SPOT on Safety

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Water Safety

It’s important to stay well hydrated, especially when you’re on a job site. Few of us forget our coffee thermos on the way into work in the mornings, but plenty of us forget our water bottles. So it’s only natural to grab one from the service station or even refill the one that’s been in our car since this time last week.


But did you know that water can go bad or that those flimsy plastic water bottles were never really intended to be filled up and used more than once? Even in an attempt to be environmentally conscious, reusing plastic water bottles or taking that last swig that’s been in there for a few days can be dangerous to your health.


Amanda Chan, a columnist for HuffPost, published an article about these very issues.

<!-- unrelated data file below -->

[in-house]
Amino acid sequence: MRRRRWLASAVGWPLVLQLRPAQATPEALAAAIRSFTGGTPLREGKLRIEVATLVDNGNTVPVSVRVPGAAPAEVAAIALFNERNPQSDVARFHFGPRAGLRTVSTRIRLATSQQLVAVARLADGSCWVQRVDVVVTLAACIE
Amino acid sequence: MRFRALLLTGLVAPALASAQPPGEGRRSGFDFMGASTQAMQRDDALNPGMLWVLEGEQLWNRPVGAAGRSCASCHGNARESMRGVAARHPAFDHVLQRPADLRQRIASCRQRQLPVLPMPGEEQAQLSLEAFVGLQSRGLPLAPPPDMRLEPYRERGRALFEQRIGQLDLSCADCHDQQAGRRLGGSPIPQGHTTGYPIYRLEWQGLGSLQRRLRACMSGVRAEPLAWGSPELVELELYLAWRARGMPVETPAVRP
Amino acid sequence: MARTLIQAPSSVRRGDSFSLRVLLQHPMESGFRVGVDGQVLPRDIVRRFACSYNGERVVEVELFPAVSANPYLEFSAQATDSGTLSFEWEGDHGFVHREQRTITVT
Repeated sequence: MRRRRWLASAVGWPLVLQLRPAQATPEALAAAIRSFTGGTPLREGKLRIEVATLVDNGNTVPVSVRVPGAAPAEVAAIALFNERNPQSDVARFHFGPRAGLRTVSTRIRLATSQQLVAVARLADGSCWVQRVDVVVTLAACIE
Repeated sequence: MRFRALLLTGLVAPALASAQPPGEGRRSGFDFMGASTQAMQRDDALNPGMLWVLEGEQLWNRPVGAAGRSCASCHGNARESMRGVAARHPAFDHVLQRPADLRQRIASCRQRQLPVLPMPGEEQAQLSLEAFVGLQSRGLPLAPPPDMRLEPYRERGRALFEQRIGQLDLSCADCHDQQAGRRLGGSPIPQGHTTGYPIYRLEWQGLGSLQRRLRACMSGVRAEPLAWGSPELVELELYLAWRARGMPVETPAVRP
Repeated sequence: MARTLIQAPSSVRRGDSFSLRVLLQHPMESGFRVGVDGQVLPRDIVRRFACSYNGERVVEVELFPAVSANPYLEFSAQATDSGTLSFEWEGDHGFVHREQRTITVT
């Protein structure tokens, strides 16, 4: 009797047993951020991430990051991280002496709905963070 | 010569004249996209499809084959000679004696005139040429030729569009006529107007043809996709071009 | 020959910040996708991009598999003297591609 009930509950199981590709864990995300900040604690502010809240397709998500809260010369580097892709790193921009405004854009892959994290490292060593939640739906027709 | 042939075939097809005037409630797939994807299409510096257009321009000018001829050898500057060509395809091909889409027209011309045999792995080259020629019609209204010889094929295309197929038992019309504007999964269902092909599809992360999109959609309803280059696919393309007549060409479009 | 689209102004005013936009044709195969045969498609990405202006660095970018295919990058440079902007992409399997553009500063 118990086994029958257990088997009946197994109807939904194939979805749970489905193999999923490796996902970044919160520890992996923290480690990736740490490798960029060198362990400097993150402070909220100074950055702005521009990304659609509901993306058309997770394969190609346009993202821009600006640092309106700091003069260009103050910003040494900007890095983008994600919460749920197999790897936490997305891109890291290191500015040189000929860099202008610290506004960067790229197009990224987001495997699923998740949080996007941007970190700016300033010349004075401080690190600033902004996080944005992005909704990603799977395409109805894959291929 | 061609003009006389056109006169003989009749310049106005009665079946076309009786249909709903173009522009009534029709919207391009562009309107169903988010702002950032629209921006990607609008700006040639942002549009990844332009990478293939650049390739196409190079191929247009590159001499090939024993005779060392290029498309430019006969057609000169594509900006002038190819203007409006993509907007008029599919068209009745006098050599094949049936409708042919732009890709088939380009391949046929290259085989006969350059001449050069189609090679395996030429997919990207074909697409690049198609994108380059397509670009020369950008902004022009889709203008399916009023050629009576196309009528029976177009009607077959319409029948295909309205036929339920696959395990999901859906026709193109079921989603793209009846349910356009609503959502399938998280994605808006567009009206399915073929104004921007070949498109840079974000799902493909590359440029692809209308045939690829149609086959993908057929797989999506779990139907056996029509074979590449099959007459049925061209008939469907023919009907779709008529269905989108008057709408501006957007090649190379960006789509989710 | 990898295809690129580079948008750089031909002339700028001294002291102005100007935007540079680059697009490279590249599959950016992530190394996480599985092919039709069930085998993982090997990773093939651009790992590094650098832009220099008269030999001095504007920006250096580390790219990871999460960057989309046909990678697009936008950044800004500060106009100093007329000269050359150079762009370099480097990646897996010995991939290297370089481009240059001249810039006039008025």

“In an article in a 2007 issue of the journal Practical Gastroenterology, experts pointed out that commercial bottled water manufacturers don't recommend that consumers reuse their disposable bottles. That's because "everyday wear and tear from repeated washings and reuse can lead to physical breakdown of the plastic, such as visible thinning or cracks. Bacteria can harbor in the cracks, posing a health risk," they wrote. In addition, "reuse of plastic water bottles can lead to bacterial contamination unless washed regularly," which entails washing the bottle with mild soap, rinsing it well (but not with extremely hot water) and making sure there is no “physical breakdown prior to use.”

The solution is simple: Be sure that you have a water bottle made from stainless steel or glass. Wash it everyday and refill it only after it’s been thoroughly cleaned and dried.

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jason dunn